Of course Richardson is not the first to blur the lines between fashion and the nude body; Helmut Newton perfected that art many moons ago. But Newton’s raciest work never graced the pages of any magazine. And the Internet didn’t exist to proliferate it.
‘Porn’ Wasn’t Main Stream
But in this day and age the Internet is freely able to proliferate everything, which brings us to the next big cause on the blurring between nudity and fashion. ‘Porn’, as other generations would have viewed it, has become mainstream. The likes of Terry Richardson and Mario Testino can easily shoot a high-fashion editorial and one lacking any semblance of clothing and we, the consumers, will see them both, make an association, and label them both fashion.
Advertising Was More Subtle
And with the association made, someone is going to try and make a quid out of it. Yes, sex sells but it’s also great for getting a person’s attention span. Thus, nudity and advertising has worked for years on end. But with ‘porn’ now main stream, fashion labels no longer need inference, subtlety, or even class to promote their fashion and lifestyle products; and that goes for all players in the industry, from the high-end likes of Tom Ford down to cheap-cotton wares from the likes of American Apparel.
Fashion models didn’t strip off quite so readily
It wasn’t that long ago that a fashion model was simply that: she modelled fashion. But throughout the naughties the concept of a nude model and a fashion model being two separate professions has become heavily distorted; and there’s no better example than that of Lily Cole. One moment she’s the face of Marks and Spencer, the next she’s naked in French Playboy and Paradis magazine. Yes, other models had stripped off before her:
But naked shoots of major fashion models had never been so ubiquitous nor full front, nor had there been entire magazines dedicated to the subject matter.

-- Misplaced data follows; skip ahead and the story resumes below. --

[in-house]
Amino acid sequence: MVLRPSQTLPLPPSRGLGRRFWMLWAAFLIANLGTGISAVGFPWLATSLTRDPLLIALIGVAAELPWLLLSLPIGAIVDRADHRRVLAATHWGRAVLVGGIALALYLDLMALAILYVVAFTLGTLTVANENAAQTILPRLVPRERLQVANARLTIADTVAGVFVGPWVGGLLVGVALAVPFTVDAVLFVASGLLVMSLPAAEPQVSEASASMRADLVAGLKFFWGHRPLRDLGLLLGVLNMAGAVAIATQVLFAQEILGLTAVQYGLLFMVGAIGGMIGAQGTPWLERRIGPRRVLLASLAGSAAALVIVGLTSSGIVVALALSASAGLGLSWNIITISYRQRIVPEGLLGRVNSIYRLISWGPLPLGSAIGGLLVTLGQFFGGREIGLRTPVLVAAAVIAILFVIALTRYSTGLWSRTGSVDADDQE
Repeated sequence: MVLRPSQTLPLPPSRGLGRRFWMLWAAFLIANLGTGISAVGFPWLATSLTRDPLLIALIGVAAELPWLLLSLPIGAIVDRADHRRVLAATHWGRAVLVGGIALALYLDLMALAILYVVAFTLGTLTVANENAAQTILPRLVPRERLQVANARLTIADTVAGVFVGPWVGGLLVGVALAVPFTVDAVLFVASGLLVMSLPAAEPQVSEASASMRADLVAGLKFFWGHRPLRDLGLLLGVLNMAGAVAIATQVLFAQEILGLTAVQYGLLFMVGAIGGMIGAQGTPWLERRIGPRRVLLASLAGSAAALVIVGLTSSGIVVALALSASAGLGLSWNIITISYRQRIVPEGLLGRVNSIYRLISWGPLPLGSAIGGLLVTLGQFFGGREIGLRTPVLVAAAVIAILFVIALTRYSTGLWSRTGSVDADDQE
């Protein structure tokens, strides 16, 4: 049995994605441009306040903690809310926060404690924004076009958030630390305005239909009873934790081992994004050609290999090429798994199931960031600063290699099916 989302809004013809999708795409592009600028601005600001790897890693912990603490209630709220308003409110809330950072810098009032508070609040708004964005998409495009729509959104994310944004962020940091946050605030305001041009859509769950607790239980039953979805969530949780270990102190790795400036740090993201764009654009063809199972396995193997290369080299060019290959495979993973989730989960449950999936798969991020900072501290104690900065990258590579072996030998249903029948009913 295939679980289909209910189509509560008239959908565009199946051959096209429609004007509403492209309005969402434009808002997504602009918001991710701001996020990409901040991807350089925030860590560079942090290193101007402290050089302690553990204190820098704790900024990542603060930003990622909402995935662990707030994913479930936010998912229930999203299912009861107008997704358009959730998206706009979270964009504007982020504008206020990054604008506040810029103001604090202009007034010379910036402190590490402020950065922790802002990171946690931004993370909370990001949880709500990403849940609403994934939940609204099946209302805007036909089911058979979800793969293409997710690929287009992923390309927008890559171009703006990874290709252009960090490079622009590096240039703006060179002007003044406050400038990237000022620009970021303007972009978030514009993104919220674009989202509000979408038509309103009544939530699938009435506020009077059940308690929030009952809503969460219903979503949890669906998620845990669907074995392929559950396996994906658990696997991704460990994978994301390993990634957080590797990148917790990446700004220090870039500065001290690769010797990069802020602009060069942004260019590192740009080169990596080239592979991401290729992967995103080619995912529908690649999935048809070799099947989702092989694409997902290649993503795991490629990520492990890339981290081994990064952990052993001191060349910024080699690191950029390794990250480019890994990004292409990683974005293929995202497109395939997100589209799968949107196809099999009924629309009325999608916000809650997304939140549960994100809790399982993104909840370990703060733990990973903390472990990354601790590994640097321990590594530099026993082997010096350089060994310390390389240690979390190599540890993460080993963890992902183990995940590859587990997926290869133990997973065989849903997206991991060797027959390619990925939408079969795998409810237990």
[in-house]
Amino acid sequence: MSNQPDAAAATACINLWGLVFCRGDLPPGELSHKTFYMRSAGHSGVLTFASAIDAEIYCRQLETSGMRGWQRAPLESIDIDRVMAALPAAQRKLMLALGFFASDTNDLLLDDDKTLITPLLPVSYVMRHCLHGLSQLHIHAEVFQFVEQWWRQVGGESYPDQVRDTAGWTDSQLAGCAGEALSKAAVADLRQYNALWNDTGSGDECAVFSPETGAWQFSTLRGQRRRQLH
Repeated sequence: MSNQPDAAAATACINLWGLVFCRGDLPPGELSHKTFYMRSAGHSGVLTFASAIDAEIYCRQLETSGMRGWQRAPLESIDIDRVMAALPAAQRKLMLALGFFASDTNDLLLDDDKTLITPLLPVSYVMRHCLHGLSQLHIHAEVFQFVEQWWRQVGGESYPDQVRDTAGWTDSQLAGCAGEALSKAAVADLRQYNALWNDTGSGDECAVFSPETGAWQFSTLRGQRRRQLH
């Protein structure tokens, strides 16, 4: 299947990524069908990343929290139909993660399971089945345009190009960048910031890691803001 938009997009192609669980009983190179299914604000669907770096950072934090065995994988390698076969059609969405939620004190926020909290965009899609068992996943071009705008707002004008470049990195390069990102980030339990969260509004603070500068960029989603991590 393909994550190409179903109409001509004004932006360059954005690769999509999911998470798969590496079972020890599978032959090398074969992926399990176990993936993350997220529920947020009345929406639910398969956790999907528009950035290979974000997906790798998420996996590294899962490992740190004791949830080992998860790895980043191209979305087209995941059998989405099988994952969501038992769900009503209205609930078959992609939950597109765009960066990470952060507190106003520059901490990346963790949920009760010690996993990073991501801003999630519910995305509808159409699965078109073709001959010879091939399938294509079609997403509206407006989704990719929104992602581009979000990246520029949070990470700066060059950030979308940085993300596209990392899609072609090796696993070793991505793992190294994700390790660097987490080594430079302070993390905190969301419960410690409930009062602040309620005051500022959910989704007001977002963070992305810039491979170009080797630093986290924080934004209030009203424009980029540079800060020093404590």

Which brings us onto the biggest influence of all.
Fashion magazines are dead. Long live fashion magazines.
We’ve been saying it since Fashionising.com launched:
Fashion websites will kill off fashion magazines
That said, they category will survive.
Just not in the shape of the glossies we’ve consumed over the past decades; site’s such as Fashionising.com simply mean that magazines can no longer print what to wear and new fashion trend articles and hope for readership. Even token celebrity articles will have to fall by the wayside.
And what is it that we now want from our magazines? Pictures. Big, glossy, double-page pictures printed on great stock. Undoubtedly you’ve noticed it, but several new fashion magazines have noticed the change in consumers tastes and responded; responded by delivering amazing editorials in magazines that are more like coffee-table books; responded by getting big names onto their pages; responded by pushing the envelope.
And the easiest way to push the envelope?
Find a big name in the fashion field, and get them naked. What else could so easily differentiate you between your stock-standard, monthly fashion magazines? What else could so easily make your title appeal to prosumers of fine fashion? Hence we now have the likes of Paradis magazine and the new French Playboy; both able to have big name fashion-scenesters such as Lily Cole and Daisy Lowe strip off without a moment’s hesitation, and in turn change the slant of their magazine. After all, when it comes down to it Playboy is not a fashion brand, and certainly didn’t begin life as a fashion magazine. But French Playboy has become just that: a fashion magazine by association..